Are you using a gas-powered furnace in your home for your heating needs? This wouldn’t come as a surprise to use. After all, it is the most popular heating system found in homes throughout our area and beyond. They’re powerful, cost-effective, and today’s models are even more efficient than systems from just a decade ago.
Gas furnaces are not inherently dangerous. However, any
appliance that uses natural gas can become
dangerous, if not properly installed or cared for. The main concern when it
comes to gas furnaces is the heat exchangers of these systems.
This is one problem that disrupts not only the heating
efforts in many households each year, but can also be a health and safety
hazard. A cracked or damaged heat exchanger is definitely one of those problems
you should never ignore, and if you suspect you have one, it’s time to turn
your heater off and give us a call!
Read on to learn more about this potential issue.
“First, What Is a Heat Exchanger?”
Great question! This is the component responsible for applying heat to the air that your blower fan sends through the ventilation system and then into your home. It looks like a clam-shell shaped metal chamber and there can be a number of them arranged in rows in the furnace. This is where the hot combustion gas from the burners collects.
There’s one gas in particular—carbon monoxide (CO)—that can
be harmful if enough of it enters your indoor air. But the heat exchanger stops
this from occurring. You see, the gas builds up inside the heat exchanger and
raises the temperature of the metal casing, allowing the heat exchangers to
heat the air without that gas coming into contact with the air.
What Causes Heat Exchanger Damage
Over the years, the heat exchangers of your furnace go
through a lot of strain. Every time they heat up, the metal expands. Over time,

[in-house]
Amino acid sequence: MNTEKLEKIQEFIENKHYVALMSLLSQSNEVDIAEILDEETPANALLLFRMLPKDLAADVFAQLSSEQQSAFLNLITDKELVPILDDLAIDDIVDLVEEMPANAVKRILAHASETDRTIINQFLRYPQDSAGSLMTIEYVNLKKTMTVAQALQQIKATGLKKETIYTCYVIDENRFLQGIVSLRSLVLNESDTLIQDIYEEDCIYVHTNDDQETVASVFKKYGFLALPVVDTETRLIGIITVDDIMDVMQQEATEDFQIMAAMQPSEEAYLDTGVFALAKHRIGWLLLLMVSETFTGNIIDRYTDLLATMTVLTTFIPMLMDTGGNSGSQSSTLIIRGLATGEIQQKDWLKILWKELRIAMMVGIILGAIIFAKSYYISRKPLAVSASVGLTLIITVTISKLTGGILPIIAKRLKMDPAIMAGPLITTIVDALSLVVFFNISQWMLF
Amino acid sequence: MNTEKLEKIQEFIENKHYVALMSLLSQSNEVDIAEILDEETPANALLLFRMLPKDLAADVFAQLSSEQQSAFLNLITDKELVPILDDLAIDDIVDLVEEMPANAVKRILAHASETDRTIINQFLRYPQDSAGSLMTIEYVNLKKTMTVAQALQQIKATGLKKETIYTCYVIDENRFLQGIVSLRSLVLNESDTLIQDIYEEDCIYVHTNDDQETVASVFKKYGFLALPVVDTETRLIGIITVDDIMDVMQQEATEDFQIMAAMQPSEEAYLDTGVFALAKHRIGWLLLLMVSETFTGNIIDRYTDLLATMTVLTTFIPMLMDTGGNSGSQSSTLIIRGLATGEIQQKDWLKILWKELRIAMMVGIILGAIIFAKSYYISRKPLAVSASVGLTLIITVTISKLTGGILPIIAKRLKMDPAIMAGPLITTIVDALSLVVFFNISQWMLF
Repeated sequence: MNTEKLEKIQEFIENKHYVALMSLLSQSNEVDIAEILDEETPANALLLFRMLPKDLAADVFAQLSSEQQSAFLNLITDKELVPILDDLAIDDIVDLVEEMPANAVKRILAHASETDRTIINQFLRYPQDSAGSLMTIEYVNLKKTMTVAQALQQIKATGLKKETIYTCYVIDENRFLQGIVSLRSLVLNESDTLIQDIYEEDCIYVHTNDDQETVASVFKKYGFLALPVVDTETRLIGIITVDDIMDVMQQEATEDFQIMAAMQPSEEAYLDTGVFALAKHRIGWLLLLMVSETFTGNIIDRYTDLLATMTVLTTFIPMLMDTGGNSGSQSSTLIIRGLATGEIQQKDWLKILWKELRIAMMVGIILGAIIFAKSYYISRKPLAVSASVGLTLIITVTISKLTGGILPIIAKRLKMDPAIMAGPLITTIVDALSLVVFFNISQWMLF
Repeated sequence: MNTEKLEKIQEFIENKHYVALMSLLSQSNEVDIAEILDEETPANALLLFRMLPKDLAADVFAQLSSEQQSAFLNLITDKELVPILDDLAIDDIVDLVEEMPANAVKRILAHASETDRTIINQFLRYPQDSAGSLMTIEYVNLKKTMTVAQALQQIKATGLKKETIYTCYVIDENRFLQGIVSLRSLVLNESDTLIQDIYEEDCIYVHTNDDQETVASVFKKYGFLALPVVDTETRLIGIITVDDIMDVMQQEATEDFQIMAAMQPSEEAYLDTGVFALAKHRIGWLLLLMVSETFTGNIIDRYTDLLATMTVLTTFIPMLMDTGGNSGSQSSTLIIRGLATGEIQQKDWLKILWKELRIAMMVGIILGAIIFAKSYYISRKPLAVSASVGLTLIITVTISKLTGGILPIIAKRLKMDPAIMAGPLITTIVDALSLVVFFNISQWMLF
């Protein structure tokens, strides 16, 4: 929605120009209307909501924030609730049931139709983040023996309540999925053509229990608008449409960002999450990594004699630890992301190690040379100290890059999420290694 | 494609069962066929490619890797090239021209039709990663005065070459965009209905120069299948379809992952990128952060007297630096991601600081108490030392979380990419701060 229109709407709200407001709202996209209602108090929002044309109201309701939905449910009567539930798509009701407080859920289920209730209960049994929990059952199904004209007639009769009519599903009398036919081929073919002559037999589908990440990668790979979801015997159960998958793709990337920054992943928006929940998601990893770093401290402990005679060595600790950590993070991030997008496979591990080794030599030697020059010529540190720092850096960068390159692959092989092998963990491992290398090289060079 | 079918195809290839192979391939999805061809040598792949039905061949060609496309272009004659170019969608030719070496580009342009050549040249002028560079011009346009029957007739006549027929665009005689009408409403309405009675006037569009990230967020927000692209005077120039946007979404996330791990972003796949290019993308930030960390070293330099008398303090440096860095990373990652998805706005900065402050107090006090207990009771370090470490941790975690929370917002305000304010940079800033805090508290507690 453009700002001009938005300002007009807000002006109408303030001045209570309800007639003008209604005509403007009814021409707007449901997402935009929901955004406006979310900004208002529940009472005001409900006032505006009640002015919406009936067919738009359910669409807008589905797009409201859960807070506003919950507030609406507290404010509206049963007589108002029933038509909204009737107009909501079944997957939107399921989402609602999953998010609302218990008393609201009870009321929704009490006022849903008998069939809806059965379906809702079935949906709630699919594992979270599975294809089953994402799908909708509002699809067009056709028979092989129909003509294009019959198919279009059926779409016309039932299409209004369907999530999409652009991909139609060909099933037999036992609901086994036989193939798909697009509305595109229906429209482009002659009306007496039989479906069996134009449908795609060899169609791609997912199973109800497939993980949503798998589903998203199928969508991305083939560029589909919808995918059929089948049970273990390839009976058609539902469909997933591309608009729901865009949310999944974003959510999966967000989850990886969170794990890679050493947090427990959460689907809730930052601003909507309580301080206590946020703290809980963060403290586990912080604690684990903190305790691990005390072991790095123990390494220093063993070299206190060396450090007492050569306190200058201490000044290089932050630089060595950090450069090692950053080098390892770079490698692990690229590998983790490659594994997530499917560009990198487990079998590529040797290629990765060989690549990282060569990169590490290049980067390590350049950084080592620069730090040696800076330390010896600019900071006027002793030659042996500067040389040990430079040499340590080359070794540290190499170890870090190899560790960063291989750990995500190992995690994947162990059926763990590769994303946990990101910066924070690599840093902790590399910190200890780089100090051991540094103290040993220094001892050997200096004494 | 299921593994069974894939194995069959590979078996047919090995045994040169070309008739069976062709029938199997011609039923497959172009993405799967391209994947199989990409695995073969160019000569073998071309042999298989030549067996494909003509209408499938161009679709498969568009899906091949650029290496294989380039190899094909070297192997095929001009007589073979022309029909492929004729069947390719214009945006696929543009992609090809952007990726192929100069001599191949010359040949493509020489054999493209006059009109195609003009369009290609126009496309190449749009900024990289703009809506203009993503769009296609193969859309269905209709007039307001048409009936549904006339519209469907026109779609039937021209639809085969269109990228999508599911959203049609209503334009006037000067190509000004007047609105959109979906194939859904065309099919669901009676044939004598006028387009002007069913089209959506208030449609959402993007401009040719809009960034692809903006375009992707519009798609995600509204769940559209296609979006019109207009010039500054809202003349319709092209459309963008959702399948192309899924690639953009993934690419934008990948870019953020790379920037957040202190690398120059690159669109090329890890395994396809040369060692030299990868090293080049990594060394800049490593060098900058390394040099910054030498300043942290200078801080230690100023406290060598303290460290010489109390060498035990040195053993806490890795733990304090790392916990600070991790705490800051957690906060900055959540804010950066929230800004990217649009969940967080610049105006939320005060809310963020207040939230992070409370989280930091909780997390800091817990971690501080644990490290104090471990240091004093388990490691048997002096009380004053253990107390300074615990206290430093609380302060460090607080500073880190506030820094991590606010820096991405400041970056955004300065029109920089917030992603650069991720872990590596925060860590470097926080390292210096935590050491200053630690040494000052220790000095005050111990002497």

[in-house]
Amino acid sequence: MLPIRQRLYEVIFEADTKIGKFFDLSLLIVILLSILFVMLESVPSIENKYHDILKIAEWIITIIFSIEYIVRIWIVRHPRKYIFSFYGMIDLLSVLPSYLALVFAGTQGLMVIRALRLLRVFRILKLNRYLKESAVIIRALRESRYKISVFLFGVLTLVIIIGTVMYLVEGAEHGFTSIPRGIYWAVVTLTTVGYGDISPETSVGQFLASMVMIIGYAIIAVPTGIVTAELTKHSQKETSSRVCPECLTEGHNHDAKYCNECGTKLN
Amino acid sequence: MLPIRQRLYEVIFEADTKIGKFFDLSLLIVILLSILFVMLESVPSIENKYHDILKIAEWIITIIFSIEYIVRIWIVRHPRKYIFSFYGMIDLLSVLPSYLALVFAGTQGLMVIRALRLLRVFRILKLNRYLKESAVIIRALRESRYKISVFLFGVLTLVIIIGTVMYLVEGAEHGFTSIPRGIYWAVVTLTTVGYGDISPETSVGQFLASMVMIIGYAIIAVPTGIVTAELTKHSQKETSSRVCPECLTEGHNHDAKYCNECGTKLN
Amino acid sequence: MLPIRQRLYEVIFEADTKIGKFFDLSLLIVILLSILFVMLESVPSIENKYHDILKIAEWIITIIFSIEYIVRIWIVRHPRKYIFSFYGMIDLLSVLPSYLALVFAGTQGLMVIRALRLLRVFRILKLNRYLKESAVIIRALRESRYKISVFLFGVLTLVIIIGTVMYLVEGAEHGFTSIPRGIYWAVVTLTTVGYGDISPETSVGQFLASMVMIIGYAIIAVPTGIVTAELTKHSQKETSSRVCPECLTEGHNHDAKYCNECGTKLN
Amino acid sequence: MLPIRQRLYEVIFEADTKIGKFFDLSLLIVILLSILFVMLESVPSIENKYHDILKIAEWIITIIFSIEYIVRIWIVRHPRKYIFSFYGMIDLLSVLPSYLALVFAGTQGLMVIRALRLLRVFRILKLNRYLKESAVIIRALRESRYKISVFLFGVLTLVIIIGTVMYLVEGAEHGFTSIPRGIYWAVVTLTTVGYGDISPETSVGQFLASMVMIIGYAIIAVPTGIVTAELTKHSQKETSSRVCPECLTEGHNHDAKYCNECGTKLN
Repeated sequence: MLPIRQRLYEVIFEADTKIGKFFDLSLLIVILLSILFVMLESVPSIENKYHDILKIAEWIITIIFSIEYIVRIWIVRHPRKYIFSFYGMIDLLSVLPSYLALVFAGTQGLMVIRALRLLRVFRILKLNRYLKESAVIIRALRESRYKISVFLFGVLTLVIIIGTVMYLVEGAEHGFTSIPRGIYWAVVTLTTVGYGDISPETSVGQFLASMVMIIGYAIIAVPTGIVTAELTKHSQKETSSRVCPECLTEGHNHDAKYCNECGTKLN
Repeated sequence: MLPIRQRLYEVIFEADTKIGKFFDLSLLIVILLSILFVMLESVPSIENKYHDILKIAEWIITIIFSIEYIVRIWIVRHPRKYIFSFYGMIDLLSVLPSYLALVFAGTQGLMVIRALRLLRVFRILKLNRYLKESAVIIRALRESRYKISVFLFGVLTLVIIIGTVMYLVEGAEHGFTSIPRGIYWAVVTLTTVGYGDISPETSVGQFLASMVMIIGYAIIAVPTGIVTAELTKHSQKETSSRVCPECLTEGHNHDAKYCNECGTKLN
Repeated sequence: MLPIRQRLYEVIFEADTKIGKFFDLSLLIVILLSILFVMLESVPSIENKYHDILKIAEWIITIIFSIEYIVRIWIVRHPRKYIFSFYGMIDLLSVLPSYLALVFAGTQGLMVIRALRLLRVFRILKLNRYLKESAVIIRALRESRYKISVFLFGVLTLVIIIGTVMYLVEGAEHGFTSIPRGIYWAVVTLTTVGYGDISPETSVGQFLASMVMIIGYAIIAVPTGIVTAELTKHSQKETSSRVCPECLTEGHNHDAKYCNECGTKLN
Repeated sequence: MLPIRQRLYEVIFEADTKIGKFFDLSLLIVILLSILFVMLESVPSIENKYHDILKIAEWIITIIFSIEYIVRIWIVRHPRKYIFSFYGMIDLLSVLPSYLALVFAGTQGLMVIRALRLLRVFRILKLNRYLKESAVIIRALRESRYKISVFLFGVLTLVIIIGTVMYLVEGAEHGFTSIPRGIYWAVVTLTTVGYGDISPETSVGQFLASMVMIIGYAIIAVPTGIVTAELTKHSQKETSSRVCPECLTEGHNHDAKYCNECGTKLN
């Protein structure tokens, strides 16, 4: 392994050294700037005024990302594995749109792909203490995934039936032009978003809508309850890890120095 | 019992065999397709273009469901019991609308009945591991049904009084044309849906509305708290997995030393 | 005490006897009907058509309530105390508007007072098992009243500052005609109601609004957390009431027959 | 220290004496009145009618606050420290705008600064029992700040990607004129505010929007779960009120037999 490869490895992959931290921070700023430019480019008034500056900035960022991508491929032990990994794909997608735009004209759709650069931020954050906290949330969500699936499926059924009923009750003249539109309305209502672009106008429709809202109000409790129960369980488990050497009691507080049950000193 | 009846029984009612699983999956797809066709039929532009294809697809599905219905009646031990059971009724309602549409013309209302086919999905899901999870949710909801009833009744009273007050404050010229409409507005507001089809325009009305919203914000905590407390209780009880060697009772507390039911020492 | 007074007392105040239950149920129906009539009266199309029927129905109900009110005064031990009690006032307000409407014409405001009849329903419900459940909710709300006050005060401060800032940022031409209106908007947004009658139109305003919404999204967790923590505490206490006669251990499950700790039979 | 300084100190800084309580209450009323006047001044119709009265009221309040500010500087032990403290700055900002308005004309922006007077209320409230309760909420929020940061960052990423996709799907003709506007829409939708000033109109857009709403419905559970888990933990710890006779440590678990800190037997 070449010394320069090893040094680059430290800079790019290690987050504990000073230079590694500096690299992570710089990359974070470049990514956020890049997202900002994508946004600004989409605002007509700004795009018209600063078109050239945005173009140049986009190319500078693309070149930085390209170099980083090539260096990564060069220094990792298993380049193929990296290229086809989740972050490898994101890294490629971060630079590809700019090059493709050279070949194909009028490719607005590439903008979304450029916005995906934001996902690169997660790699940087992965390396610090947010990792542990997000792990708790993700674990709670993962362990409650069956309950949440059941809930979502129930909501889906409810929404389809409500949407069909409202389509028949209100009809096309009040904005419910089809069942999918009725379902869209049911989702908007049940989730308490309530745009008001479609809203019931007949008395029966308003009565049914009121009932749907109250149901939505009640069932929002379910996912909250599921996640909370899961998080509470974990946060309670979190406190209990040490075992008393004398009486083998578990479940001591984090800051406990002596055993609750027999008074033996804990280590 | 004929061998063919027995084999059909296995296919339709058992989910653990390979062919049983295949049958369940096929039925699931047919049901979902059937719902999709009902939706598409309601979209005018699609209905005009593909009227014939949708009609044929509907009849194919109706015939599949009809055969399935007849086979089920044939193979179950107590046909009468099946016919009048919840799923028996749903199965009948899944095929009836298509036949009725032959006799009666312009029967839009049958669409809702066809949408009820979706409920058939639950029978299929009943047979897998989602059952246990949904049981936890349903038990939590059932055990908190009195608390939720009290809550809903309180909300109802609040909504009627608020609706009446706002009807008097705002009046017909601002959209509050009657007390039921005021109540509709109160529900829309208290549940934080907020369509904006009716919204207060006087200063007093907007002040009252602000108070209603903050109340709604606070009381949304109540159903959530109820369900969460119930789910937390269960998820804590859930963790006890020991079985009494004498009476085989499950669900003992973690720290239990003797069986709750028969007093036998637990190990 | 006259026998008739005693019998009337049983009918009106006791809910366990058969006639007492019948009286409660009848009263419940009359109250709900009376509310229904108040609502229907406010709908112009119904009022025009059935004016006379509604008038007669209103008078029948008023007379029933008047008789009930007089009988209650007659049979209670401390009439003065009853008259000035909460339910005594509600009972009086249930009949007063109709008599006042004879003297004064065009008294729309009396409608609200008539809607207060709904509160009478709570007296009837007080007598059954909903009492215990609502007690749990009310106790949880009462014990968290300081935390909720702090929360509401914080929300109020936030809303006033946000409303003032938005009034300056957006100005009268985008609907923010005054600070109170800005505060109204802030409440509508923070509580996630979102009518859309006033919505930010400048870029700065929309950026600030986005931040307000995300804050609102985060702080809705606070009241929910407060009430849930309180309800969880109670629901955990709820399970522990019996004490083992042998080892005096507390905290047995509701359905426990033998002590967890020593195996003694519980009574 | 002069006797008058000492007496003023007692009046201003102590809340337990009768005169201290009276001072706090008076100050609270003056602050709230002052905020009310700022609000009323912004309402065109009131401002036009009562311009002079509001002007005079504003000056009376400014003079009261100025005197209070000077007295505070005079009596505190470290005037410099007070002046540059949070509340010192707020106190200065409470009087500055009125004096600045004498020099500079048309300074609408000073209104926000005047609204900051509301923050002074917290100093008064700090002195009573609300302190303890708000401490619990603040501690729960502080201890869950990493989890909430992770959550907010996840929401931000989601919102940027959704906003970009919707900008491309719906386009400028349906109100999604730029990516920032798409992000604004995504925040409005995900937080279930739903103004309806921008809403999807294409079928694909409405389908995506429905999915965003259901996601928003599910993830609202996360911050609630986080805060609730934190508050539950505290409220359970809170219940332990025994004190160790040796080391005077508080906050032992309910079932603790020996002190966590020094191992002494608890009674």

this constant expansion and contraction weakens the metal, leading to eventual
This is, as you might imagine, a bigger risk in an aging
furnace or a furnace that isn’t well vented. If your furnace is over 10 years
old or if you’ve never had it inspected during a maintenance appointment (or
even at the time you moved into your home) then you want to be very aware of
this potential issue.
Corrosion weakens the metal of the heat exchangers and wear
and tear over the years takes advantage of that corrosion—and then small
fissures start appearing along the heat exchangers.
Why Is This So Dangerous?
As we mentioned above, if heat exchangers are damaged then this can allow CO into your living space—especially if the furnace isn’t vented well. CO, at its best, can make people ill. It actually leads to hundreds of fatalities each year, so it’s nothing to take lightly.
The best way to protect your household is by not only making
sure your furnace is well-maintained each year, but also by having carbon
monoxide detectors installed. If one of them or multiple CO detectors goes off,
it’s best to call your utility company’s emergency line. Oh and, turn off your